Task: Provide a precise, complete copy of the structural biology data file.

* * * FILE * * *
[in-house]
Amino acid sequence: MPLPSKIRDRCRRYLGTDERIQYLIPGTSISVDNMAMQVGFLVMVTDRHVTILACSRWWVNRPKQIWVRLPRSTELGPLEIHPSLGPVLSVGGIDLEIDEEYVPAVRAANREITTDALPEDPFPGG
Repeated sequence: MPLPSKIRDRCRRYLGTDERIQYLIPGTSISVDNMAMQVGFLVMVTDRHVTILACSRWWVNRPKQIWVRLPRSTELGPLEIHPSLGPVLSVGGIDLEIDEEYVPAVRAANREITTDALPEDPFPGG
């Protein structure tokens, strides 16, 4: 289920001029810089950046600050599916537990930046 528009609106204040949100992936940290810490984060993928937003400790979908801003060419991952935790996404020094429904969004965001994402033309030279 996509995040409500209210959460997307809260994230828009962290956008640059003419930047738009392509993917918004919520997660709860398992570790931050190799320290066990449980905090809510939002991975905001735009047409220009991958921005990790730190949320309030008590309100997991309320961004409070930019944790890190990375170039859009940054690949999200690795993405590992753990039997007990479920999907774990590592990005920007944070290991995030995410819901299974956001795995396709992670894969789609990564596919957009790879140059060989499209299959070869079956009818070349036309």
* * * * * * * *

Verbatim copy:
[in-house]
Amino acid sequence: MPLPSKIRDRCRRYLGTDERIQYLIPGTSISVDNMAMQVGFLVMVTDRHVTILACSRWWVNRPKQIWVRLPRSTELGPLEIHPSLGPVLSVGGIDLEIDEEYVPAVRAANREITTDALPEDPFPGG
Repeated sequence: MPLPSKIRDRCRRYLGTDERIQYLIPGTSISVDNMAMQVGFLVMVTDRHVTILACSRWWVNRPKQIWVRLPRSTELGPLEIHPSLGPVLSVGGIDLEIDEEYVPAVRAANREITTDALPEDPFPGG
């Protein structure tokens, strides 16, 4: 289920001029810089950046600050599916537990930046 528009609106204040949100992936940290810490984060993928937003400790979908801003060419991952935790996404020094429904969004965001994402033309030279 996509995040409500209210959460997307809260994230828009962290956008640059003419930047738009392509993917918004919520997660709860398992570790931050190799320290066990449980905090809510939002991975905001735009047409220009991958921005990790730190949320309030008590309100997991309320961004409070930019944790890190990375170039859009940054690949999200690795993405590992753990039997007990479920999907774990590592990005920007944070290991995030995410819901299974956001795995396709992670894969789609990564596919957009790879140059060989499209299959070869079956009818070349036309």